The extent to which NHS England now sees the future in a permanent alliance with private hospital chains was underlined in October by NHS England chief executive Sir Simon Stevens taking time out to give a keynote speech to the virtual summit meeting of the Independent Healthcare Providers Network (IHPN). 

Of course the private sector is delighted at the renewed and strengthened prospects of “partnership” with the NHS. The summit also heard from former deputy CEO of NHS England Dame Barbara Hakin, who said private hospital firms would have to decide how much capacity they want to commit to the NHS and what type of treatments they are best placed to provide, insisting: “I think there’s a huge will to make this happen.” 

NHS Providers deputy CEO Saffron Cordery also spoke of a “sea-change” over the past few months in relations between the sectors and the crucial need for these partnerships to continue.

IHPN CEO David Hare, writing in November issue of  Healthcare Markets magazine reported:

“IHPN members hugely welcomed the opportunity to hear from Sir Simon and it is a clear indication of the importance he places on talking to independent healthcare leaders and hearing views from those ‘on the ground’ in the sector.”

David Hare went further, arguing that “barriers are coming down across the healthcare system.”

“The private/public divide has been a feature of policy thinking over far too long a period and I think there is an opportunity now to see the healthcare system as one,” he said. 

Also in October a grinning NHS England Chair Lord Prior formally opened a new £7.5m private day hospital in Stourbridge for Australian-owned hospital firm Ramsay Healthcare. The local news report referred to unspecified “health chiefs” who said:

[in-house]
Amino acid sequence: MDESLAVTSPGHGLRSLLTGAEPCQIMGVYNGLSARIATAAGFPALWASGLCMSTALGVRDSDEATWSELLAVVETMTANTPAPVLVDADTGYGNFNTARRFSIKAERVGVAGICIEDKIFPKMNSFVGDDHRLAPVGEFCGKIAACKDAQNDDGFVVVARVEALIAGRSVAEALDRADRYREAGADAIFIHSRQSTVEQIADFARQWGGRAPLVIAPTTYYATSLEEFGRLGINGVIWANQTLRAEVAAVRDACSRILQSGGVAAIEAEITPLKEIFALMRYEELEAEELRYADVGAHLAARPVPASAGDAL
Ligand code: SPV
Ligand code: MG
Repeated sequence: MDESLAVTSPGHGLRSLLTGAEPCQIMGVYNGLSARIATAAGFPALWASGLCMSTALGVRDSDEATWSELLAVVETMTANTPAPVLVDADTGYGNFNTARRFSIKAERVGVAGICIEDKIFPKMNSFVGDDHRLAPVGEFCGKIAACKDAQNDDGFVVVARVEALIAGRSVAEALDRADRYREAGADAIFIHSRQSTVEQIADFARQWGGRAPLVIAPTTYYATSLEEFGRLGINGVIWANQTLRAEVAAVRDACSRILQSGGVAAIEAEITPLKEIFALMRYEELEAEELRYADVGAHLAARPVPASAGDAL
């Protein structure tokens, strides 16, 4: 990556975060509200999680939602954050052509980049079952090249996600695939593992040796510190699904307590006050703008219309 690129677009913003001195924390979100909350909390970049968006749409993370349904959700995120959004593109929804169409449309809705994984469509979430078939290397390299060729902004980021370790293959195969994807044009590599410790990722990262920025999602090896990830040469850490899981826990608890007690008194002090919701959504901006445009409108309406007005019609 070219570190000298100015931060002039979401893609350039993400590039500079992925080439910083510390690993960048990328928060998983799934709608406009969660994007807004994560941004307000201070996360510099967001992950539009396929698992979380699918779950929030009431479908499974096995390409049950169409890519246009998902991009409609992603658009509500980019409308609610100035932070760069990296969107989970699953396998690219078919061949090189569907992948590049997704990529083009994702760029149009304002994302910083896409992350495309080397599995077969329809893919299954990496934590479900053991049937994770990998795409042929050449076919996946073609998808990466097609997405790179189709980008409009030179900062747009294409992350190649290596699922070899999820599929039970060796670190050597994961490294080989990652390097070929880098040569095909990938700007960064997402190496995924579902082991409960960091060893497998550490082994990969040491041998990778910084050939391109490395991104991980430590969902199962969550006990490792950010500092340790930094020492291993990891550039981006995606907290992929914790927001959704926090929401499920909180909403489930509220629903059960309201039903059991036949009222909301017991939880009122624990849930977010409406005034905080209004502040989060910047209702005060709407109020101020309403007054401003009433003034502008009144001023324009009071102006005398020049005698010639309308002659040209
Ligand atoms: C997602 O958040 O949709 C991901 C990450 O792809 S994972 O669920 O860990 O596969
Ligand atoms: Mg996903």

“Stourside Hospital will provide a hub and spoke model to Ramsay’s existing West Midlands Hospital in Halesowen, and that it will support the strong partnership between West Midlands Hospital and The Dudley Group NHS Foundation Trust to deliver joined up healthcare services.”

Even the most prominent US health corporation offering patient care, HCA, has reasserted its commitment to collaboration with the NHS: its UK President and CEO John Reay has told Healthcare Markets he believes “the relationship between the sector and the NHS, as well as with the public, has been transformed by the pandemic.”

“We’ve treated over 14,000 NHS patients at HCA UK alone and other private providers will have done the same. That is a very large number of the public who are more aware of how we can help. “… I think there’s a real opportunity to promote private medicine given the surge in demand for treatment and hope that we are now seen as a useful part of the healthcare sector.”

While it’s quite understandable for NHS bosses to seek any means to maintain continuity of elective services, especially urgent services for cancer and cardiac patients during the Covid crisis, there is a real danger that institutionalising the long-term use of limited NHS funding to commission beds and services from private hospitals – especially with NHS bed numbers lower than ever –  will inevitably weaken the NHS and line the pockets of the private hospital sector and its investors.

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